Essentially, the slippery slope we should be worried about is disregard of the suffering of others. Not the feelings of others – the error of confusing feelings with suffering is what has led to the social fascist culture that we have today. We should be worried about people who disregard the suffering of other sentient beings, and see to it that the freedom of these people to cause suffering is restricted when necessary.

This is not to say that we need to make rudeness illegal. What we need to do is remove the elements of our culture that consider it acceptable to do things to people against their will, such as steal from them, or coerce or trick them out of wealth. This will have to happen on both the personal and collective level.

On the personal level, it might be worth encouraging the kind of philosophical and meditative traditions that have led to personal insight in the past, because this usually leads to peace of mind and a cessation of suffering. Hermeticism and Buddhism are examples of the traditions that lead to an appreciation of honest inquiry.

On the collective level, we need to stop conducting wars against each other. The first one we ought to stop is the War on Drugs. The politicians who have fought this war against their own people for almost a century have done so against the will of people, for the people have always been against it in any place where they have been honestly informed with the truth.

Unfortunately for us, the War on Drugs has normalised things that would have been best left taboo, such as imprisoning someone without that person having harmed another person. This was previously unthinkable in earlier times, when correct jurisprudence demanded that some harm must be demonstrated to have occurred before the court could ever have the right to punish someone.

It has also normalised the people do not have to consent to the laws that they are forced to live under. At school, we are taught that this is totalitarianism and evil, but our own governments do it to us without our consent, and they get away with it.

If pedophilia ever does become legal, it won’t be because homosexuality was legalised. It will be because our culture has made it normal to do things to people against their will, to force and coerce them into obedience.

Jacinda Ardern Lied To Us About Changing The Medicinal Cannabis Laws

The Clark Government lied to us about cannabis, the Key Government lied to us about cannabis and the English Government lied to us about cannabis. Today the Ardern Government went back on their word to legalise medicinal cannabis in the first 100 days of taking power

They promised that they would make medicinal cannabis legal in the first 100 days of a new Government. They lied. That’s the long and the short of the medicinal cannabis “reforms” announced by David Clark and Jacinda Ardern today. No doubt it will be spun as a great victory for compassion and justice, but it isn’t.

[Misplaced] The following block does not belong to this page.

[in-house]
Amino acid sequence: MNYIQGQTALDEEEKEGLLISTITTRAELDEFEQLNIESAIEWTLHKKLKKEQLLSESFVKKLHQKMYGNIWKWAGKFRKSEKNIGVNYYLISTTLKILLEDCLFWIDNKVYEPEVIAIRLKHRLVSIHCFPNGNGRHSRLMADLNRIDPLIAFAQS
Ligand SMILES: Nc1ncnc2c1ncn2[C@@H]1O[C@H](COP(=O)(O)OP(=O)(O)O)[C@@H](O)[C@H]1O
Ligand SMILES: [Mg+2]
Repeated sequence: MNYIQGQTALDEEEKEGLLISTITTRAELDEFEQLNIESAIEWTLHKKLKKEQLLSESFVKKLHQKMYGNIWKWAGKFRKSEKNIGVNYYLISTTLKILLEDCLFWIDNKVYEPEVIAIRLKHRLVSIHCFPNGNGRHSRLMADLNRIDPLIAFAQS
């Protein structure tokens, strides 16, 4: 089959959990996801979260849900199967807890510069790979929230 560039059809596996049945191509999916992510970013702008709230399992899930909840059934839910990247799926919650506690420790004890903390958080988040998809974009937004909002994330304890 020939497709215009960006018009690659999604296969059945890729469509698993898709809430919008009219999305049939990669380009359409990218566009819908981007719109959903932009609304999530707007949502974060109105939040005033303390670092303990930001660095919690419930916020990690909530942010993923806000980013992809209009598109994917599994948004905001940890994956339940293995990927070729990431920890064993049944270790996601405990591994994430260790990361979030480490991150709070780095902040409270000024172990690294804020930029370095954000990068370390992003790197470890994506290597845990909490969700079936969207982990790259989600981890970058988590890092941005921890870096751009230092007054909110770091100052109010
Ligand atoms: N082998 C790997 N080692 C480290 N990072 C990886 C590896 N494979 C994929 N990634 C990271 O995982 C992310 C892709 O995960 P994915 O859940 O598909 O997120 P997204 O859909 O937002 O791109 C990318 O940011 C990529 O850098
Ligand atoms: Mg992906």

Home growers will be the most disappointed, because the “reforms” offer absolutely nothing to them. If you grow cannabis at home because you have found it alleviates your suffering – as tens of millions of Americans are legally allowed to do – you will still have to live in permanent fear of the Police knocking on your door and dragging you away to go in a cage.

Basically, under the proposed legislation, home growers are invited to go and fuck themselves. There is no word of any reduction in penalties for home growers, only for those who have less than 12 months left to live, and even they aren’t allowed to grow cannabis. If you have a terminal illness (this being defined as an illness likely to kill you in the next 12 months), then you now have a defence against prosecution.

You can still be arrested, thrown in a jail cell with rapists and murderers and treated like a subhuman piece of shit by the justice system, but should you decide to protest, you will now be permitted to have a defence.

The Bill also “establishes a regulation-making power to set quality standards for domestically manufactured and imported cannabis products.” In other words, the Labour Party intends to give full control of the New Zealand medicinal cannabis supply (if we ever get one) to the same pharmaceutical industry that has lobbied for decades to keep medicinal cannabis illegal. This is further underlined when the Bill declares “Most cannabis products produced internationally do not meet the quality and efficacy requirements of therapeutic product regulators such as Medsafe.”

It sounds like the best result is that medicinal cannabis will become available through a pharmacy, at some indeterminate point in the future, once a Byzantine process of bureaucracy has first been established and secondly navigated. In other words, medicinal cannabis is still not legal, and there is no sign of home grow ever becoming legal.

Most worryingly of all, the Bill states that “no pure cannabidiol product made to reliable quality standards is currently available.” This means that, according the quality standards enforced by this Bill, none of the medicinal products produced by the $20 billion cannabis industry in America are good enough, a clear sign that the “quality standards” demanded are not necessary or reasonable.

Clearly, this is another Psychoactive Substances Act – a piece of legislation intended to keep something fully illegal while giving politicians a plausible reason to claim that they are trying to make it legal. Peter Dunne successfully blocked cannabis law reform, while evading media heat, for over a decade using this method.

In summary, Jacinda Ardern is nothing but another vacuous corporate whore, exactly like John Key. She is lipstick on a pig. Just a pretty face on the same disgusting corporate agenda that has engorged itself on the New Zealand people for the past 30 years. Labour lied about signing the TPPA, and now they’ve also lied about reforming the medicinal cannabis laws.